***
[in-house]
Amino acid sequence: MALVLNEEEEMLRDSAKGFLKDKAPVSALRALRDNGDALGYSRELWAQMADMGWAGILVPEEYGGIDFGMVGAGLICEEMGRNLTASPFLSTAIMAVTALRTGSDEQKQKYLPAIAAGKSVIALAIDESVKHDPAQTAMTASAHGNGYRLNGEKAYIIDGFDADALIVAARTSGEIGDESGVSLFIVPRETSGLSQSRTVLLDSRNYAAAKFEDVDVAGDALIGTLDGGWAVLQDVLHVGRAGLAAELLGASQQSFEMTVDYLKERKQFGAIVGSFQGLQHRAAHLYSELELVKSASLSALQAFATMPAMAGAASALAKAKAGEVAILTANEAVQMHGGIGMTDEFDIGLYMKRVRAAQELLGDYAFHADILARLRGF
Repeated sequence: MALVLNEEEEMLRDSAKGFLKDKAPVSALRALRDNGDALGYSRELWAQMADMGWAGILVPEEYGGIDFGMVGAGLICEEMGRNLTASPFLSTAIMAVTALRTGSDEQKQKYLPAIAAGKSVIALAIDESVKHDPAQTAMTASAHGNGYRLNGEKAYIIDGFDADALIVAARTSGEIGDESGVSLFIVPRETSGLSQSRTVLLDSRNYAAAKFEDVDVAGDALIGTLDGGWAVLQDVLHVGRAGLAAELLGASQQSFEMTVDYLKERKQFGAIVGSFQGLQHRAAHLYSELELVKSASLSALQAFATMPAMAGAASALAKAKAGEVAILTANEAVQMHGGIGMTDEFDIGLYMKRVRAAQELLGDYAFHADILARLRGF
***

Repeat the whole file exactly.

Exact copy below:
[in-house]
Amino acid sequence: MALVLNEEEEMLRDSAKGFLKDKAPVSALRALRDNGDALGYSRELWAQMADMGWAGILVPEEYGGIDFGMVGAGLICEEMGRNLTASPFLSTAIMAVTALRTGSDEQKQKYLPAIAAGKSVIALAIDESVKHDPAQTAMTASAHGNGYRLNGEKAYIIDGFDADALIVAARTSGEIGDESGVSLFIVPRETSGLSQSRTVLLDSRNYAAAKFEDVDVAGDALIGTLDGGWAVLQDVLHVGRAGLAAELLGASQQSFEMTVDYLKERKQFGAIVGSFQGLQHRAAHLYSELELVKSASLSALQAFATMPAMAGAASALAKAKAGEVAILTANEAVQMHGGIGMTDEFDIGLYMKRVRAAQELLGDYAFHADILARLRGF
Repeated sequence: MALVLNEEEEMLRDSAKGFLKDKAPVSALRALRDNGDALGYSRELWAQMADMGWAGILVPEEYGGIDFGMVGAGLICEEMGRNLTASPFLSTAIMAVTALRTGSDEQKQKYLPAIAAGKSVIALAIDESVKHDPAQTAMTASAHGNGYRLNGEKAYIIDGFDADALIVAARTSGEIGDESGVSLFIVPRETSGLSQSRTVLLDSRNYAAAKFEDVDVAGDALIGTLDGGWAVLQDVLHVGRAGLAAELLGASQQSFEMTVDYLKERKQFGAIVGSFQGLQHRAAHLYSELELVKSASLSALQAFATMPAMAGAASALAKAKAGEVAILTANEAVQMHGGIGMTDEFDIGLYMKRVRAAQELLGDYAFHADILARLRGF